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No change to interest rates sets new record

The Bank of England maintained its emergency support for the economy by keeping interest rates at 0.5% for the 18th month in a row - setting a record for the longest spell on hold since 1997.

Policymakers also continued with the Bank's £200bn quantitative easing (QE) programme amid uncertainty over the path of the UK's recovery.

While the UK economy rose by a far-better-than-expected 1.2% in the second quarter, recent data has pointed to sharply slower growth since then.

Fears that UK exporters will struggle to fill the gap left by weaker government and consumer spending were highlighted earlier yesterday when figures showed a record deficit in the trade of goods during July.

Recent surveys from the manufacturing and services sectors have also suggested that the rally may be fading as firms begin to see much slower demand.

This week's demise of social housing giant Connaught - the first high-profile casualty of the austerity drive - added to fears over the impact on the recovery.

The bank's nine-strong Monetary Policy Committee (MPC) has left rates unchanged at their historic lows since March 2009.

Rates have been on hold for the longest spell since the Bank was given responsibility for setting monetary policy in 1997.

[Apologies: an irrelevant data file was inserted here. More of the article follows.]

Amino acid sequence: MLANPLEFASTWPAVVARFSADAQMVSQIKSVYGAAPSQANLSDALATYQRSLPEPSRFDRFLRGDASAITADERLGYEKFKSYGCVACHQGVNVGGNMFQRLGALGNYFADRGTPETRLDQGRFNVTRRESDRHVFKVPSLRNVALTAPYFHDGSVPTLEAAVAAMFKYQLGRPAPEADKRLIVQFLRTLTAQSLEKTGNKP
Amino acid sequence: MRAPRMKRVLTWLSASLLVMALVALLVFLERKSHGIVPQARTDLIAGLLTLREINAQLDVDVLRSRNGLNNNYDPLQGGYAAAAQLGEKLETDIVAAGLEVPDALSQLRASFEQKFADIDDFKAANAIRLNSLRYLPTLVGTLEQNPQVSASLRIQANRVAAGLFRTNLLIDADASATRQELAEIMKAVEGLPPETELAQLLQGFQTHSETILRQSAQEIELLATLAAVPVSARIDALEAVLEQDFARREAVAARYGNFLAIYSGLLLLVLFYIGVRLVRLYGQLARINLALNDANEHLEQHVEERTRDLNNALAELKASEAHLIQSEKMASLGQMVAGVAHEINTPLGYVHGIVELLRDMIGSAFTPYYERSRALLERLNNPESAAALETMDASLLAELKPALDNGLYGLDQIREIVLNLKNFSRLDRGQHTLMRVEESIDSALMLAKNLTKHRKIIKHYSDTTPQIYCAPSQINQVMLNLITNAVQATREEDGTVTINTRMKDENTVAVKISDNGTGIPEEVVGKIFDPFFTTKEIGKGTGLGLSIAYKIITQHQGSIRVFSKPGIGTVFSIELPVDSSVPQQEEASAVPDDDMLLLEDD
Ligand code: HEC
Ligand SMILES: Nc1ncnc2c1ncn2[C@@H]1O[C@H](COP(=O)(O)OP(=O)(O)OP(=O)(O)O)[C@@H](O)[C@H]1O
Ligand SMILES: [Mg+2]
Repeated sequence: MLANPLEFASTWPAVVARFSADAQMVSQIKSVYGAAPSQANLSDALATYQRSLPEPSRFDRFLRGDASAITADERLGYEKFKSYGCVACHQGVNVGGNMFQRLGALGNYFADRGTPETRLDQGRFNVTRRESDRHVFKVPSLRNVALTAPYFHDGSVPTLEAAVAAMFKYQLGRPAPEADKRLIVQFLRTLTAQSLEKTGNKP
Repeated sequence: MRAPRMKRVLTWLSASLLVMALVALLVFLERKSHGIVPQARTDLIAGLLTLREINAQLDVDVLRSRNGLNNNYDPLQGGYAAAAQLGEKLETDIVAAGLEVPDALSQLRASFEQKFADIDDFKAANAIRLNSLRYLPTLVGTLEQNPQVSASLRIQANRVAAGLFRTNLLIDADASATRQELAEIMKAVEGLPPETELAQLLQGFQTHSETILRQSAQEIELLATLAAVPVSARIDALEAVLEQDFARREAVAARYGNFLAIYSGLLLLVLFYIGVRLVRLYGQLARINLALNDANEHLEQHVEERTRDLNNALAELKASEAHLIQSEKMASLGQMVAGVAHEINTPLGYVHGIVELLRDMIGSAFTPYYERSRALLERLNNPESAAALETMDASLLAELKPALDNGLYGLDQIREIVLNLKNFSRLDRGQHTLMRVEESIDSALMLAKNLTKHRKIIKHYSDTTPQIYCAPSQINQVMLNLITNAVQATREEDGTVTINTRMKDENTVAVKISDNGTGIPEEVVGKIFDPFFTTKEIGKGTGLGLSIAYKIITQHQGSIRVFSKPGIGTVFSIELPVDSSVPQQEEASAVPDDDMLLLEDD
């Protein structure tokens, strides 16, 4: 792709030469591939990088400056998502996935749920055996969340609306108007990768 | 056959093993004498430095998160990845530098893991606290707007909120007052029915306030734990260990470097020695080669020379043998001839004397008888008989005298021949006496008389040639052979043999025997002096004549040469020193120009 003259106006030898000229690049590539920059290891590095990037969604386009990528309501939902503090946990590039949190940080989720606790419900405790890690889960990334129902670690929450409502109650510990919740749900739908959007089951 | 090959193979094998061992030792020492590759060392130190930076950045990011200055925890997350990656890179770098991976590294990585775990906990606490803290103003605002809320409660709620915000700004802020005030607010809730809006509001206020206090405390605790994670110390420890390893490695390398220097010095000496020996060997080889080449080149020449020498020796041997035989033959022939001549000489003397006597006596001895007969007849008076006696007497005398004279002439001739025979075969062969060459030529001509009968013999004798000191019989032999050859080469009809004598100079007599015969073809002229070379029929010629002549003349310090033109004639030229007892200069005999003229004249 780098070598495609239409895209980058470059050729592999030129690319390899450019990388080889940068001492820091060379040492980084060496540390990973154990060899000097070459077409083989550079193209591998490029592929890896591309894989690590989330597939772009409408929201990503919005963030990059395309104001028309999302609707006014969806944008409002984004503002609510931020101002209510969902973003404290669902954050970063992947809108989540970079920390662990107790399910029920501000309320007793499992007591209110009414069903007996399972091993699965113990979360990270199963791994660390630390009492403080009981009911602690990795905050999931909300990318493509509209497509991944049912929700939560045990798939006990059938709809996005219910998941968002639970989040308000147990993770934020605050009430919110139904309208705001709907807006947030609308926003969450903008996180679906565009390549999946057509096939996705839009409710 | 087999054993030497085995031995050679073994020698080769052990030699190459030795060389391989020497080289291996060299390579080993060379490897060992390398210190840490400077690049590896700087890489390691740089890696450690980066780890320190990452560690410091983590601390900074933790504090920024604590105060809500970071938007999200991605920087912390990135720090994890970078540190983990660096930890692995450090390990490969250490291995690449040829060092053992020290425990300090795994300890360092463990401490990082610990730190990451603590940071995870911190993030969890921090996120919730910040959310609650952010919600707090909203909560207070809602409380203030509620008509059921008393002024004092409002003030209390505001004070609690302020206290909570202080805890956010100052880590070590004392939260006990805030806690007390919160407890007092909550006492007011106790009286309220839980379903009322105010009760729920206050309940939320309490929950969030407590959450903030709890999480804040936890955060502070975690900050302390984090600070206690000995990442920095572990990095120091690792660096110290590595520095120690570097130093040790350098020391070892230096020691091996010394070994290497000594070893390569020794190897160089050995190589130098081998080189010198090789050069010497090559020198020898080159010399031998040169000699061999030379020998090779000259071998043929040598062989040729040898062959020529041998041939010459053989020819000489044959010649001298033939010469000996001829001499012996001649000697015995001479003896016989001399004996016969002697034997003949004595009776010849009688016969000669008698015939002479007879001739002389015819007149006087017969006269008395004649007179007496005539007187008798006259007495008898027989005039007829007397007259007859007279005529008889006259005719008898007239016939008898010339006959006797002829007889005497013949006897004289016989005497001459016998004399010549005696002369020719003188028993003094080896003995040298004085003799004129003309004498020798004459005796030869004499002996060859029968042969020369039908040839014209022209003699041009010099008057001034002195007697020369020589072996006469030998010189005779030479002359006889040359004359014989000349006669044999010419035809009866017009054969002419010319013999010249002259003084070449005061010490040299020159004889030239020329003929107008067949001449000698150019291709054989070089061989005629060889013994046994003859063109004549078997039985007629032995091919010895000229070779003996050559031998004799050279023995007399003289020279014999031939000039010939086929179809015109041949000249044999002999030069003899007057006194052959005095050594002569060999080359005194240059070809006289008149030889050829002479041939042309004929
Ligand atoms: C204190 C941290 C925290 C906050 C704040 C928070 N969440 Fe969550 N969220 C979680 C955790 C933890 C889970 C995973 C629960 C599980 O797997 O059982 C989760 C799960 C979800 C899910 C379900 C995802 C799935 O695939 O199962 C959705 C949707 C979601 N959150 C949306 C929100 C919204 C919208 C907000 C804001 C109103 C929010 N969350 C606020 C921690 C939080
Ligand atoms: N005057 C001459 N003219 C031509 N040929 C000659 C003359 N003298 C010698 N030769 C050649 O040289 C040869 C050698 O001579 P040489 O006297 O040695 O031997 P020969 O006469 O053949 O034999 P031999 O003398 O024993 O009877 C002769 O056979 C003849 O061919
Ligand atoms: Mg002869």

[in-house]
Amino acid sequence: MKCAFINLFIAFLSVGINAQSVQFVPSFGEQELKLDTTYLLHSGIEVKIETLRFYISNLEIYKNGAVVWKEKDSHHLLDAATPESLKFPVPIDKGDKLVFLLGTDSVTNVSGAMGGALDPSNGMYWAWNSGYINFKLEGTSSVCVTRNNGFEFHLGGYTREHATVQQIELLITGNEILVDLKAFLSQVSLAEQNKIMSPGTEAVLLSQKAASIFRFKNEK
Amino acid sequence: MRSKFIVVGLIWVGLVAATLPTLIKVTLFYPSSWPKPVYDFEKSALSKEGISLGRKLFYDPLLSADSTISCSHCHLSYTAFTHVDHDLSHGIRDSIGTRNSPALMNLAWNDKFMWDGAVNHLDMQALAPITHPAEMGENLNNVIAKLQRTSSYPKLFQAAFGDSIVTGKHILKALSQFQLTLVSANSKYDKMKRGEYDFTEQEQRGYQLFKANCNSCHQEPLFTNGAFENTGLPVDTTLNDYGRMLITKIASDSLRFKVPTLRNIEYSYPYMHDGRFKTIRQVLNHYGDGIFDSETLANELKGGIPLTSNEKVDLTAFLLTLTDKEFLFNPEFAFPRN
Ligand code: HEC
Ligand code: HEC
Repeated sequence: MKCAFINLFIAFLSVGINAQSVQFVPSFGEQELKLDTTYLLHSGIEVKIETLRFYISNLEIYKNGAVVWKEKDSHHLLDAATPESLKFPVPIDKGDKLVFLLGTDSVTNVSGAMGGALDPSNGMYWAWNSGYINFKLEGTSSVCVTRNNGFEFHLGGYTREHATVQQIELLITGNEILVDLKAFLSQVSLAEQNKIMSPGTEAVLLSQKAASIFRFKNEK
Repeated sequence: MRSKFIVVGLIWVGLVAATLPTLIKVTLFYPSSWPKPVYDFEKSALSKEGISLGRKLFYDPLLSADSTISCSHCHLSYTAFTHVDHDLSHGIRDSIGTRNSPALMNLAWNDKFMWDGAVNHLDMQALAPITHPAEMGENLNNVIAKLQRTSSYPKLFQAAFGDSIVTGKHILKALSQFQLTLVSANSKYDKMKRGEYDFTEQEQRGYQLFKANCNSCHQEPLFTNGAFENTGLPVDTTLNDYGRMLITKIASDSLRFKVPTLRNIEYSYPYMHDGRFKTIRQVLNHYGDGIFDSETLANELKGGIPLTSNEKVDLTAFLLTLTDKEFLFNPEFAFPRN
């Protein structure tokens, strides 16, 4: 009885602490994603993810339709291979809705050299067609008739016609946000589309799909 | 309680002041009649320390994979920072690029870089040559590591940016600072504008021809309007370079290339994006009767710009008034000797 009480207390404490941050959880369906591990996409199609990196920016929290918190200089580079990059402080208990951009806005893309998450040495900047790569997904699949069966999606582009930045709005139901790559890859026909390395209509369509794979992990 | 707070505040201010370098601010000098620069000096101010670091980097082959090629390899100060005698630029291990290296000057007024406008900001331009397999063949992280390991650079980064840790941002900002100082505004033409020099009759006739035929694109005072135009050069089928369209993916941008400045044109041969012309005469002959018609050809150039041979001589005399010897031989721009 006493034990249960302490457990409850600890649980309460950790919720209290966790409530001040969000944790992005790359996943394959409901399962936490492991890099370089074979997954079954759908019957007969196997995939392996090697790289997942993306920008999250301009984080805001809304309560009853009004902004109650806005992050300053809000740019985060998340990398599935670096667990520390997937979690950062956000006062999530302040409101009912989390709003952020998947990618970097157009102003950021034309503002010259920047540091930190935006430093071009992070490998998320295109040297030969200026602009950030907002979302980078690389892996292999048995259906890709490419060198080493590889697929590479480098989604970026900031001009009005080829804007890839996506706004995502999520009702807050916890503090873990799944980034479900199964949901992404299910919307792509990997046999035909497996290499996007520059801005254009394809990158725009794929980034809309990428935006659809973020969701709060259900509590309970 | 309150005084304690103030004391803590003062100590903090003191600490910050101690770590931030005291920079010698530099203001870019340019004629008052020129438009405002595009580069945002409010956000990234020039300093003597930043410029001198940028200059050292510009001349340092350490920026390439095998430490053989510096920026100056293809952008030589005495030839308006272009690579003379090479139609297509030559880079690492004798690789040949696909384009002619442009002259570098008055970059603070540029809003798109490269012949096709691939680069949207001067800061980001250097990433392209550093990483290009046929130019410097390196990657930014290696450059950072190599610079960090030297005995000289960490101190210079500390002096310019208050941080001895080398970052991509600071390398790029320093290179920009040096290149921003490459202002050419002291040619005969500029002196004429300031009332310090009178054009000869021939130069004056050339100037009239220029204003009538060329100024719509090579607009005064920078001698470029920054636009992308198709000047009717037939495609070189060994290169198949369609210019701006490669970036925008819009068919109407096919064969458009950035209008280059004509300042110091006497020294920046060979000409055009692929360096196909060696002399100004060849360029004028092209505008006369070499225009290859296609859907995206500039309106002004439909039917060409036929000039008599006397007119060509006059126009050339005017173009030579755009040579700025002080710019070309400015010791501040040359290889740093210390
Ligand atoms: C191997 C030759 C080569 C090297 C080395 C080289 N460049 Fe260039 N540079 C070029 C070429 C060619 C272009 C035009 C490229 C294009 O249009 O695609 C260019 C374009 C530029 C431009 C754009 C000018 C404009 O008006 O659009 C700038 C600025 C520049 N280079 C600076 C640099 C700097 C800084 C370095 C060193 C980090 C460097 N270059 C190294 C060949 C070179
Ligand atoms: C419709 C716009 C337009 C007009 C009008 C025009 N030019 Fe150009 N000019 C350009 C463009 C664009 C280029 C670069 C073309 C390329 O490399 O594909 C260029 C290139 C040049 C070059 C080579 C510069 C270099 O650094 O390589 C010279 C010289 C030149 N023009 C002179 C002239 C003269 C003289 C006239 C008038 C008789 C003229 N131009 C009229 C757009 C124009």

The previous record during the MPC's time was when rates were on hold at 4% for 15 months between November 2001 and February 2003.

MPC members are torn between the pressures of stubbornly high inflation and the threat of a double-dip recession.

But a split is emerging among members, with above-target inflation leading Andrew Sentance to vote for a quarter-point rate increase in the previous three months.

Northern Bank economist Angela McGowan said there was no surprise in the MPC's decision, which she said was influenced by better growth in the second quarter. But she said hopes were lower for the rest of 2010, with growth of up to 0.7% forecast for quarter three.

"There have been calls from some corners to pre-empt the forecast slowdown in both global and national economic growth through further quantitative easing - that call has clearly been ignored.

"The MPC has always stated that the impact of quantitative easing is not immediate, and with inflation still hovering above target levels, they will be treading very slowly."